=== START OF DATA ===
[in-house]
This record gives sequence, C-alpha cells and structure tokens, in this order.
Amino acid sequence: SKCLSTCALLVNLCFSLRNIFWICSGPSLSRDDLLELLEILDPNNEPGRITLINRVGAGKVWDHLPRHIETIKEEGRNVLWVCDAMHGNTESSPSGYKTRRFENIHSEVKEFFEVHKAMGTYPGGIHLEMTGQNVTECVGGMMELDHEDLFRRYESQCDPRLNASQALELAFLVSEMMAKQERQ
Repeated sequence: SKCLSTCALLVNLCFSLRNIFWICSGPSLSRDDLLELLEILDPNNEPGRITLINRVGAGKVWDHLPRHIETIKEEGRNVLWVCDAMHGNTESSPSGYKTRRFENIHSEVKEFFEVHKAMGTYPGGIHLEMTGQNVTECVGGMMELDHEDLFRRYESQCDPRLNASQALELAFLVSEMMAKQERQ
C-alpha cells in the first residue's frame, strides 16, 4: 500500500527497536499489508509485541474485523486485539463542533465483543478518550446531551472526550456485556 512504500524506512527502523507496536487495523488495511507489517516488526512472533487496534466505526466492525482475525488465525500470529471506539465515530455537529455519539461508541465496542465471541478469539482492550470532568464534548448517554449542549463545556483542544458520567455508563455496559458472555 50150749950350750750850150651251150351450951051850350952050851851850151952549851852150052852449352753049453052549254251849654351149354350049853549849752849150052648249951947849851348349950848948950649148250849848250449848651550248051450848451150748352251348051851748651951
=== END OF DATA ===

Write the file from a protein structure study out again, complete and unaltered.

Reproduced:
[in-house]
This record gives sequence, C-alpha cells and structure tokens, in this order.
Amino acid sequence: SKCLSTCALLVNLCFSLRNIFWICSGPSLSRDDLLELLEILDPNNEPGRITLINRVGAGKVWDHLPRHIETIKEEGRNVLWVCDAMHGNTESSPSGYKTRRFENIHSEVKEFFEVHKAMGTYPGGIHLEMTGQNVTECVGGMMELDHEDLFRRYESQCDPRLNASQALELAFLVSEMMAKQERQ
Repeated sequence: SKCLSTCALLVNLCFSLRNIFWICSGPSLSRDDLLELLEILDPNNEPGRITLINRVGAGKVWDHLPRHIETIKEEGRNVLWVCDAMHGNTESSPSGYKTRRFENIHSEVKEFFEVHKAMGTYPGGIHLEMTGQNVTECVGGMMELDHEDLFRRYESQCDPRLNASQALELAFLVSEMMAKQERQ
C-alpha cells in the first residue's frame, strides 16, 4: 500500500527497536499489508509485541474485523486485539463542533465483543478518550446531551472526550456485556 512504500524506512527502523507496536487495523488495511507489517516488526512472533487496534466505526466492525482475525488465525500470529471506539465515530455537529455519539461508541465496542465471541478469539482492550470532568464534548448517554449542549463545556483542544458520567455508563455496559458472555 50150749950350750750850150651251150351450951051850350952050851851850151952549851852150052852449352753049453052549254251849654351149354350049853549849752849150052648249951947849851348349950848948950649148250849848250449848651550248051450848451150748352251348051851748651951